“Who is really running the asylum?” asks Director Tom Parr in his program notes to Shakespeare’s Measure For Measure, the play inaugurating Nouveau 47 Theatre into the N. Texas thespian scene. The question might be applied to the logic behind selecting this complicated “problem” play and its resulting uneven production. A new company in an ungainly space, with limited financing and resources, might have opted for sanity by choosing a contemporary, modern dress work with a small cast for its first show. Instead, Parr’s company wades into one of Shakespeare’s least frequently (for good reason) produced comedies and swamps itself in real bedlam.
There are fine actors in this production, tip-toeing perilously around a chaotic jumble of frenzied gesticulating and tortured line-readings, trying to find their character arcs and thematic integrity in spite of the clunky, superimposed madness.
Danielle Pickard is one of the most compelling actresses in this community. She does not disappoint as the soulful Isabella, blackmailed into compromising her virginity to save her less principled brother’s life. The production suffers overall from a shrill profusion of the “louder is better” school of acting, egged on by the perpetrators’ chums in the audience. What welcome relief ascends when Pickard takes the stage, or Dennis Raveneau with his resonant mature voice and mellow, focused Brian Witkowicz in secondary roles. Justin Locklear demonstrates the most fluent grasp of Shakespearean dialogue. While he may lack veracity in portraying an exploitative dishonest politician, he makes up for it with dignified clarity of speech and intelligent text interpretation.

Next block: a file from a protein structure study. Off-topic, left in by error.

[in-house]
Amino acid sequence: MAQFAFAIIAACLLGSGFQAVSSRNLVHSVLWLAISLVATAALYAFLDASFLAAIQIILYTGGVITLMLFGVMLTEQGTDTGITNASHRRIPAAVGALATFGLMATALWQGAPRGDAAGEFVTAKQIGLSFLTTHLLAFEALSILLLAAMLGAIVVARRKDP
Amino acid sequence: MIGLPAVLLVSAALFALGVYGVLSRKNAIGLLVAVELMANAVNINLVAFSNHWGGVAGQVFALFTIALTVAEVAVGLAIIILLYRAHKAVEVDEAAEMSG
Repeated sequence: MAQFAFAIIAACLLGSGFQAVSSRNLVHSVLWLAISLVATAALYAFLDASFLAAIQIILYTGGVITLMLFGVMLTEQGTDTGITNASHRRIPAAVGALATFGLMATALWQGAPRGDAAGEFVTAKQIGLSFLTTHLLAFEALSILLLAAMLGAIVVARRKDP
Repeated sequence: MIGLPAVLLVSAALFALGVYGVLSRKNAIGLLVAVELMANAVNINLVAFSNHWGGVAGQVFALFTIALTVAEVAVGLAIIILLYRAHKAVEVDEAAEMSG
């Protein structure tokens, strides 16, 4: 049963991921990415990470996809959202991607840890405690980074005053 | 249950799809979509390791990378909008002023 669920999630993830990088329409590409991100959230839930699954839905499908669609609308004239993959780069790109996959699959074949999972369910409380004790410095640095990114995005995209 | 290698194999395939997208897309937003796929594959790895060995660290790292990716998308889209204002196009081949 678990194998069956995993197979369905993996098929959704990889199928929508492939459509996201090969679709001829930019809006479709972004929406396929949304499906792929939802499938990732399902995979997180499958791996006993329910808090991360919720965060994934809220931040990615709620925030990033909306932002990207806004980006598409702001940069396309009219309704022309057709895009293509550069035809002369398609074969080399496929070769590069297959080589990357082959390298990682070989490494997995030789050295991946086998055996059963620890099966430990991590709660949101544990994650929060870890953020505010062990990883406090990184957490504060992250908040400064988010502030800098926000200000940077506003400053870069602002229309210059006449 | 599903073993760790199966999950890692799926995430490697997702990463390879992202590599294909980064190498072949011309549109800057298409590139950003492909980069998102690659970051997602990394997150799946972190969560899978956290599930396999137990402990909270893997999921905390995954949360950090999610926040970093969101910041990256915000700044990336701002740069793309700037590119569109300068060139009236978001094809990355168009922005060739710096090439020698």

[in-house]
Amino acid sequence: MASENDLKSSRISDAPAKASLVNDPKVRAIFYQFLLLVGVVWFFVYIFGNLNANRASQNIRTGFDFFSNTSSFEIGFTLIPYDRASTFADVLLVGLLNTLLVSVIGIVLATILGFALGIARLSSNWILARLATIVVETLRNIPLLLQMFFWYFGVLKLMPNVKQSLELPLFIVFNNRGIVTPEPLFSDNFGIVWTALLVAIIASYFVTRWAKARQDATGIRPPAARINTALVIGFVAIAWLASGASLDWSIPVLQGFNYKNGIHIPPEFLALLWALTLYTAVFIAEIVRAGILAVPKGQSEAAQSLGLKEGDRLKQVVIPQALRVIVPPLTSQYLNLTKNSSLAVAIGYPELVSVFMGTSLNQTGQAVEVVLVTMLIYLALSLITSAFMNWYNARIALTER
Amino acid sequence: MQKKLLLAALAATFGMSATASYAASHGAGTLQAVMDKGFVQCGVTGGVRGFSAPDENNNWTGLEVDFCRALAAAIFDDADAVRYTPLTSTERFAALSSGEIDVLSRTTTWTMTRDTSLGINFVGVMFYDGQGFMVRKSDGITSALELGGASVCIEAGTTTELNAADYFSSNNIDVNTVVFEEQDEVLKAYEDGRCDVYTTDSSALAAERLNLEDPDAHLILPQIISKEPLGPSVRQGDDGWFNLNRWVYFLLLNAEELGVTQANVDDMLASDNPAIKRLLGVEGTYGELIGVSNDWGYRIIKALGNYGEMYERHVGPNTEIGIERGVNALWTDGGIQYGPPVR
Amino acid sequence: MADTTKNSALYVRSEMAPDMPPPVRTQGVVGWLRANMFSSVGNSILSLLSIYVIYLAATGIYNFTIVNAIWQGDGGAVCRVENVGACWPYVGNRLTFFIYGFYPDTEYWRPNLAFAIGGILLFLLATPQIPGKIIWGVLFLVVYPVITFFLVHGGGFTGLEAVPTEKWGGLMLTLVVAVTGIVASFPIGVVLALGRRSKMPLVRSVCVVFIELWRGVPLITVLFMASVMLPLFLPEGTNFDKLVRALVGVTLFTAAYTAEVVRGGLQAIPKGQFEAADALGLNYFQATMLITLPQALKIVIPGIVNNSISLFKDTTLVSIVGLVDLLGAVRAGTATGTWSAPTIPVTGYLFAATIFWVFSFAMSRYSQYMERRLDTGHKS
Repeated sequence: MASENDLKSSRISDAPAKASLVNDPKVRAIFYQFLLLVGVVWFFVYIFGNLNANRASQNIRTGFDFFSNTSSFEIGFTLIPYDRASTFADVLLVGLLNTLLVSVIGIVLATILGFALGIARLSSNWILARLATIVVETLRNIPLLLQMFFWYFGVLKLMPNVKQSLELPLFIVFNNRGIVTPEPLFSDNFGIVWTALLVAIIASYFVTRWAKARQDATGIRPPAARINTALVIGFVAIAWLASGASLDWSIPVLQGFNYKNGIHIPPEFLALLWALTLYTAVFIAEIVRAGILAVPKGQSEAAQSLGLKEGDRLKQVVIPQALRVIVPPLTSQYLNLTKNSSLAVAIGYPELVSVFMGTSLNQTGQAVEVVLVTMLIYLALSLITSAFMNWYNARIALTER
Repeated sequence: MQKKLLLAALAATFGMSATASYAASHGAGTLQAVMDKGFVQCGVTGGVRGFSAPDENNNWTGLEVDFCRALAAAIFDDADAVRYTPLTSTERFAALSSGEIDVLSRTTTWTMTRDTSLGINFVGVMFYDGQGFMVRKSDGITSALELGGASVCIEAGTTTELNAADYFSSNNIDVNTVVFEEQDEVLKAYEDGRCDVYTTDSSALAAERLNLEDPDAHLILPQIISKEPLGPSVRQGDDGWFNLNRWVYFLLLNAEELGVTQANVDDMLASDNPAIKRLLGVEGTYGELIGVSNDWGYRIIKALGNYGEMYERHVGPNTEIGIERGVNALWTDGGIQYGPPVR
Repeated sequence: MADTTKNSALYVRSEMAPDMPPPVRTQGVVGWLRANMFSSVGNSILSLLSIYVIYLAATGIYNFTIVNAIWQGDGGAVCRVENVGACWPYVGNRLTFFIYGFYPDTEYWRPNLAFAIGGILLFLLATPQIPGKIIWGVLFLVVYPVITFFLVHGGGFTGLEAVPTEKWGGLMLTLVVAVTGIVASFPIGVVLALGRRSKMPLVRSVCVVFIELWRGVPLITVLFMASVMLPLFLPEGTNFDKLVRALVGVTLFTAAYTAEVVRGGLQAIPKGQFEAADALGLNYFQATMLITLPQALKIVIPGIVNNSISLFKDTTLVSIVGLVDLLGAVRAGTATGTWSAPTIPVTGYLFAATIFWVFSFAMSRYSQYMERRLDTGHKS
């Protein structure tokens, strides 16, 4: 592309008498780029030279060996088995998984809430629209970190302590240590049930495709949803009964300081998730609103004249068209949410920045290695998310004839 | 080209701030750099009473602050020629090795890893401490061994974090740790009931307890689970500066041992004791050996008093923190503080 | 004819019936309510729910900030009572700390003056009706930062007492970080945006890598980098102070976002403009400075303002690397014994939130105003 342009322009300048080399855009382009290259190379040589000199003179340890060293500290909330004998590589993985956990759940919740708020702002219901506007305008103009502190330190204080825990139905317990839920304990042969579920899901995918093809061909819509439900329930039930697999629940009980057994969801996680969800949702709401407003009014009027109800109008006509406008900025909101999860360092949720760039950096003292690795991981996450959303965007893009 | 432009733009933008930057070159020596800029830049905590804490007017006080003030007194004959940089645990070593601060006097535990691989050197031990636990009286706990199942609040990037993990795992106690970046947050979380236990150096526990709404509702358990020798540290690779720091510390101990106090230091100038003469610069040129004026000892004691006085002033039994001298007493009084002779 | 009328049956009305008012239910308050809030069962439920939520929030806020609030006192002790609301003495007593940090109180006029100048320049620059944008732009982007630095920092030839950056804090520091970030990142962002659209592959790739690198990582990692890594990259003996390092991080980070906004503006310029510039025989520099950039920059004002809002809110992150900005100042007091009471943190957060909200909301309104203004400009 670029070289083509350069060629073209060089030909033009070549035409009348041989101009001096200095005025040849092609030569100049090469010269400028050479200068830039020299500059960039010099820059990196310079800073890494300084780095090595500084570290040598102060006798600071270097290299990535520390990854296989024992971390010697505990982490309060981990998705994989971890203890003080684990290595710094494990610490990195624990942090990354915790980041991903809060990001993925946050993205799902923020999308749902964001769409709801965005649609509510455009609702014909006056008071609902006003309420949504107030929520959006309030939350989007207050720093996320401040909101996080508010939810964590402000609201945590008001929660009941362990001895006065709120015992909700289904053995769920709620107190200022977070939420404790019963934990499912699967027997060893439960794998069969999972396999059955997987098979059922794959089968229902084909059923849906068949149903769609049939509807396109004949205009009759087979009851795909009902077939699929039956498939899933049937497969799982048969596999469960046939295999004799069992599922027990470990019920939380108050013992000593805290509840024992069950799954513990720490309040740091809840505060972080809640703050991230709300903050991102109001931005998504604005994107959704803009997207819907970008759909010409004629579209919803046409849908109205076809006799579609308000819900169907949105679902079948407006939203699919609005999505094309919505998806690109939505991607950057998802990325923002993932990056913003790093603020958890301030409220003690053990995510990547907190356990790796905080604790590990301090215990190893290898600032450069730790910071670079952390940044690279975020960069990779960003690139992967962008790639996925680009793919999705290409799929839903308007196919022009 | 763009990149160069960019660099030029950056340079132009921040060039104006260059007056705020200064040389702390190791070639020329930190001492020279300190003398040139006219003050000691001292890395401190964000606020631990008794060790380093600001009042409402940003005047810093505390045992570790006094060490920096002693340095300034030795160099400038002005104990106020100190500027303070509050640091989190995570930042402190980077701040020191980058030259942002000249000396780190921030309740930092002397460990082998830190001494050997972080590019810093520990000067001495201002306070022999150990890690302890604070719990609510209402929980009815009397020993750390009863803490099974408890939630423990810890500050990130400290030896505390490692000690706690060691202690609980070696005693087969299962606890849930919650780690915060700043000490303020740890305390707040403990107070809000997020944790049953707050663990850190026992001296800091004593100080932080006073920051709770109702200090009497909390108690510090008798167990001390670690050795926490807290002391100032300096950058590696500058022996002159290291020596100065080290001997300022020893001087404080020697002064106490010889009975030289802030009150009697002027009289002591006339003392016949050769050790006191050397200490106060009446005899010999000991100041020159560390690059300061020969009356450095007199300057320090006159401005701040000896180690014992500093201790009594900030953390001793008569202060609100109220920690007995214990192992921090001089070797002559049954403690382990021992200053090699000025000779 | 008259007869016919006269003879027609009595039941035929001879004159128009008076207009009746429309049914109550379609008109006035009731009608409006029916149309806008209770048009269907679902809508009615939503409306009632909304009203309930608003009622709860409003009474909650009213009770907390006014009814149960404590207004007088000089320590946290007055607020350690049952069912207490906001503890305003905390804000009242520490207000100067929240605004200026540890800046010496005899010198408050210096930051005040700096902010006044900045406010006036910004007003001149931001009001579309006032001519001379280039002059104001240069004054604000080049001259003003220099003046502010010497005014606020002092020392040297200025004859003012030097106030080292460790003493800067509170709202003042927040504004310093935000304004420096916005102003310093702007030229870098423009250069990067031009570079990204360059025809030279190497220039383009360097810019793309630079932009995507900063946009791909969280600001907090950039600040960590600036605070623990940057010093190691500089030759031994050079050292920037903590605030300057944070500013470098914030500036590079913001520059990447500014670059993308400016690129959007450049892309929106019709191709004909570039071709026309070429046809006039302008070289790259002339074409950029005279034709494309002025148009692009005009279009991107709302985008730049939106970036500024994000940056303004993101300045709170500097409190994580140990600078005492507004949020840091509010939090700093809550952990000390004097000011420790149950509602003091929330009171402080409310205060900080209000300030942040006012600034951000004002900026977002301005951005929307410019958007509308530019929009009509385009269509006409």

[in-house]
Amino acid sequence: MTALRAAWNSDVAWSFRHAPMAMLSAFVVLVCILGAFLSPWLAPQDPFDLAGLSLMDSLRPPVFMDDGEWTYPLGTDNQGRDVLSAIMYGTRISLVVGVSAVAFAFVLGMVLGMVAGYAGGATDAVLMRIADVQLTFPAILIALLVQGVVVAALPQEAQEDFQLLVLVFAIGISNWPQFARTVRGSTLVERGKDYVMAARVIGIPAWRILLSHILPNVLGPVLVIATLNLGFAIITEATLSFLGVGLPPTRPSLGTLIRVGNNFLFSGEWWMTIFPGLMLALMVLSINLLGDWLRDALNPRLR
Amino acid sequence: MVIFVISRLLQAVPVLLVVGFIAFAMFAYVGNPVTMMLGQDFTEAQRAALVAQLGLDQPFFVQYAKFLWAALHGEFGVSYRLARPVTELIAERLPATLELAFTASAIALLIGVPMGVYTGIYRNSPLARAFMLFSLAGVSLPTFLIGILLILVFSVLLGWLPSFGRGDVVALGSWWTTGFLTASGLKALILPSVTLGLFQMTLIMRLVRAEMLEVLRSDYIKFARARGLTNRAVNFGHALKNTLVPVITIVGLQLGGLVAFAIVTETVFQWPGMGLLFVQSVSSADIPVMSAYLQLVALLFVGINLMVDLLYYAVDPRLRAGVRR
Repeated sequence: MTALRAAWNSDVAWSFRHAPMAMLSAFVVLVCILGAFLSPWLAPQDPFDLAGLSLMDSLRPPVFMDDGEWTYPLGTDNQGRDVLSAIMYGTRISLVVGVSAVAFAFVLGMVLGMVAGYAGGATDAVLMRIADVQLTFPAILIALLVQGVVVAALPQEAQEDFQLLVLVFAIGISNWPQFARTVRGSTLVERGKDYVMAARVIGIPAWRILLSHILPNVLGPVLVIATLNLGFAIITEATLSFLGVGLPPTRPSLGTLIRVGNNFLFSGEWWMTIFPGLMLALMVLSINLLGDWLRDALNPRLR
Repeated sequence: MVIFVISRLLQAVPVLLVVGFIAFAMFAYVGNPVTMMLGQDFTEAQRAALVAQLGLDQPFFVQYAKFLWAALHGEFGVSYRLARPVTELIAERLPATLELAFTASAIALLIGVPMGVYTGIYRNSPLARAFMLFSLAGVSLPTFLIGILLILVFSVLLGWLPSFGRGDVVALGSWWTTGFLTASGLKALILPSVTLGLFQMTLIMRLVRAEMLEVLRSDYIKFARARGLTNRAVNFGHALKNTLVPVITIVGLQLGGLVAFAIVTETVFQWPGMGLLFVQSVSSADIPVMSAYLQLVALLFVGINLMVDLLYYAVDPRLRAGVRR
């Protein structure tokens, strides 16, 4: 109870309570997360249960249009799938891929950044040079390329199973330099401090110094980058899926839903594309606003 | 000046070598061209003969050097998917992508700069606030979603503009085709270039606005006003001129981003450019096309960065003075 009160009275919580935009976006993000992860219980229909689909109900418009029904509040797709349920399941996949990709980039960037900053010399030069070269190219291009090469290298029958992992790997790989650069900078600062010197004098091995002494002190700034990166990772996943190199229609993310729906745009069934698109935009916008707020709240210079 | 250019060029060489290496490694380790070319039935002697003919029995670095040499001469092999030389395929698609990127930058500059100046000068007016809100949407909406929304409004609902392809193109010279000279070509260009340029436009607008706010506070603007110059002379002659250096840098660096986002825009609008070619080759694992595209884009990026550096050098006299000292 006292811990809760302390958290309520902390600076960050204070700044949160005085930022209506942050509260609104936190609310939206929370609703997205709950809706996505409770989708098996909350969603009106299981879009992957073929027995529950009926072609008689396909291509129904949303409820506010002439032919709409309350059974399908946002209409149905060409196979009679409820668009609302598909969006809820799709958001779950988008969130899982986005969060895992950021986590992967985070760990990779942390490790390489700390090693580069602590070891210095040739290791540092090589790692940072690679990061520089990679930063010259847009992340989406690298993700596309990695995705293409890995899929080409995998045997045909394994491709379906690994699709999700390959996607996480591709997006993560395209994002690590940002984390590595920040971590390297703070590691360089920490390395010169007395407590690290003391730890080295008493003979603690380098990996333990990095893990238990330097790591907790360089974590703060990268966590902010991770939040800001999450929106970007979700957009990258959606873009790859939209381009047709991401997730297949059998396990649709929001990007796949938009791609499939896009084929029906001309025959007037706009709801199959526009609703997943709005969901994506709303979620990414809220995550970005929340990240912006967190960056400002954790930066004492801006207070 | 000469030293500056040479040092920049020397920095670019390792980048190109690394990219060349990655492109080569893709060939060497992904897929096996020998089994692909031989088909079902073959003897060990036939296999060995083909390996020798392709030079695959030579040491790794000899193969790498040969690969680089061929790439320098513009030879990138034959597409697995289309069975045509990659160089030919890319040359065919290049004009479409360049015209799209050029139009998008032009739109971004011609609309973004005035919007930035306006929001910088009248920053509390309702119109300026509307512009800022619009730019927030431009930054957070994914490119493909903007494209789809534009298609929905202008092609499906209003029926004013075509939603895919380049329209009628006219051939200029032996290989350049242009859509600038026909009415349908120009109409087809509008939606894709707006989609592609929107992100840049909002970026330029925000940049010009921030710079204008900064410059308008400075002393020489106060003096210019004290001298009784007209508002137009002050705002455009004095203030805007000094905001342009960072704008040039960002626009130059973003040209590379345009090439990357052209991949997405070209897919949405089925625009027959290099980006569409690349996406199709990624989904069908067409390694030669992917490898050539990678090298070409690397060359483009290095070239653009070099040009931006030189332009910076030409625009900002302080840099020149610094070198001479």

His portrayal doesn’t inspire cringing, even as his black frock coat sags and bunches up oddly.
17th century Bedlam? Why not produce a 17th century comic farce, in that case? Why shoehorn a complicated, dark-themed Shakespeare play into manic distraction? Nouveau 47 Theatre’s genesis at the 2010 Festival of Independent Theatres with its fanciful Alice in Wonderland showed such promise. Their Measure For Measure feels like an attempt to extend the Mad Hatter’s tea party into an all-nighter. Leave Lewis Carroll on the shelf. Why doesn’t anybody simply perform Shakespeare as written?
Measure For Measure, directed by Tom Parr IV, runs through February 27 at The Magnolia Lounge in Fair Park.